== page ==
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Particulate and Lung Disease David Brown Sc.D. EHHI How should the Public Health system work with uncertain but plausible health hazards?

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Presentation on theme: "Particulate and Lung Disease David Brown Sc.D. EHHI How should the Public Health system work with uncertain but plausible health hazards?"— Presentation transcript:

1 Particulate and Lung Disease David Brown Sc.D. EHHI How should the Public Health system work with uncertain but plausible health hazards?

2 Can We Assume That Compliance With Federal Clean Air Standards Protects Against Short Term Health Impacts? Standards are set by expert committees There are safety factors built in standards Standards must have a bright line for attainment Compliance is monitored


4 DIESEL PARTICLE PM 2.5 RANGE WATER ADSORBED IRRITANT GAS ABSORBED IN WATER Irritant gases Deep lung exposure to irritants How particles increase exposure of irritants to the deep lungs

5 Results from the Harvard Six-cities study: All Cause Mortality Rates most exposed to least exposed City Fine Particles All cause death 1.26 ( ) Lung Cancer 1.37 ( ) Cardio pulmonary 1.37 ( ) Other causes 1.01 ( ) Range of exposure ug/m3 Dockery, NEJM 1993; 329:

6 Health actions from exposures of 2 hours or less. Peters etal. pm 2.5 & myocardial infarction –1.48 odds ratio 2 hr after 25ug/m3 increase –1.69 odds ratio 1 day after 20ug/m3 increase Gent etal. Severe asthma & O3, pm 2.5 –35% increase wheeze 1 hr after 50ppb O 3 inc. –47% increase in chest tightness 1 hr after. –1.24 odds ratio Chest tightness 12-18ug/m3 pm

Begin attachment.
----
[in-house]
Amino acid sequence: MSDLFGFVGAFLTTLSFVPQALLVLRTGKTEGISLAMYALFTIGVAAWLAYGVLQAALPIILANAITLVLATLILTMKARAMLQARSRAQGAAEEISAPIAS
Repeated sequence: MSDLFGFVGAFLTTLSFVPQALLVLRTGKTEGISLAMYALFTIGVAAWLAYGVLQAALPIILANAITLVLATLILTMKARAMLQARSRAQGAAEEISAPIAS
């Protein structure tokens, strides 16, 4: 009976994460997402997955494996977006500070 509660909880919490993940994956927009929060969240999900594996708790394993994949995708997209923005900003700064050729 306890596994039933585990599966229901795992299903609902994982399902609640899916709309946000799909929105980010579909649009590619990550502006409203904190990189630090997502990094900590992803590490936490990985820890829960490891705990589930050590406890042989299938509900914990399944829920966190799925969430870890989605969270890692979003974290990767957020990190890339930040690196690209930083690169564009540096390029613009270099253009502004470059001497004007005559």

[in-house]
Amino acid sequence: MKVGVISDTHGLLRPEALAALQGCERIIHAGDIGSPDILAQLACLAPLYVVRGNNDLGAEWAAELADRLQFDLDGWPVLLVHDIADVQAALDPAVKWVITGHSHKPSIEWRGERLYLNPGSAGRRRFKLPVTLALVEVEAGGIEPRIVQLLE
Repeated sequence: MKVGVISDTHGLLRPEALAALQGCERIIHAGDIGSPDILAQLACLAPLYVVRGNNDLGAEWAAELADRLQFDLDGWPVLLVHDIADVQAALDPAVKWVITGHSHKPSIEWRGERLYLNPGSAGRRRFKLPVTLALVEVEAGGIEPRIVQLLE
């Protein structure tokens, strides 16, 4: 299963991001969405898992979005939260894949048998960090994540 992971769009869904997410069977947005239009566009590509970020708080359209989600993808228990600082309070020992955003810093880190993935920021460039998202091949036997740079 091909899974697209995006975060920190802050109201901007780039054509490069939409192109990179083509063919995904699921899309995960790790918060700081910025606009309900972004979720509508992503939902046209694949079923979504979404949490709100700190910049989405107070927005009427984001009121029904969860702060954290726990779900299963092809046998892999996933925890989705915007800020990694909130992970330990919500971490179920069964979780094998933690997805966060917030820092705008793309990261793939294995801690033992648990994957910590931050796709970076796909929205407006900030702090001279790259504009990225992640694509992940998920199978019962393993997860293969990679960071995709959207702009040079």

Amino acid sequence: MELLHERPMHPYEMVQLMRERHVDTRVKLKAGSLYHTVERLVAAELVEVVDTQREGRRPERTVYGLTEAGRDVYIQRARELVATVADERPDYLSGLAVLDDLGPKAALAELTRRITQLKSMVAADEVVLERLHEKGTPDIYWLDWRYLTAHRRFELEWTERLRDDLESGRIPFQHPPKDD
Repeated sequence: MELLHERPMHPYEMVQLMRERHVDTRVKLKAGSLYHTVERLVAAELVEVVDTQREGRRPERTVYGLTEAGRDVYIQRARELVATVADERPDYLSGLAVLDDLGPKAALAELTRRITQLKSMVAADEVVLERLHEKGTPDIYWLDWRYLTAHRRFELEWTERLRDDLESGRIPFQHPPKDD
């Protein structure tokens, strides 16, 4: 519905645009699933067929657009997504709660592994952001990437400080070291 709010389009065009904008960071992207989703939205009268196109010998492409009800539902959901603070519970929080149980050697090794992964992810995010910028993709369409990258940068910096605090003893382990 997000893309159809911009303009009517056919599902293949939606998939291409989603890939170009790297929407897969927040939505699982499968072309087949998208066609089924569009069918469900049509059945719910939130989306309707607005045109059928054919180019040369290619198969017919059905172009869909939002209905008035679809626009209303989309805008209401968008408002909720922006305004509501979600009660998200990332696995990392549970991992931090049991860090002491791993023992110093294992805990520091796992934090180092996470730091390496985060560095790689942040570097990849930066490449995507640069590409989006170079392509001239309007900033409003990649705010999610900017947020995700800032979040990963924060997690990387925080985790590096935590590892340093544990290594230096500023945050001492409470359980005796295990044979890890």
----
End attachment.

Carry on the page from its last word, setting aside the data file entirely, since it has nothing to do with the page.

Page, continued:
7 Moral stewardship in search of an intellectual framework. Theories of Deontology and Utilitarianism 1) Value of an act is found within the act. 2) The value of an act is found in the outcome. Four ideas : Bacon…..A new science Newton…Reductionism a new approach Kant…….The whole is more than the sum of the parts Bentham….Charity- science serves the needs of men.

8 Uncertainty paradox of Good Science in Public Health Science- Assume something is not true until proven at a level of statistical certainty. –Preferred action is to collect more data Public Health- Assume something may be true based on suggestive but statistically inconclusive evidence – Preferred action is to intervene to prevent potential health effect.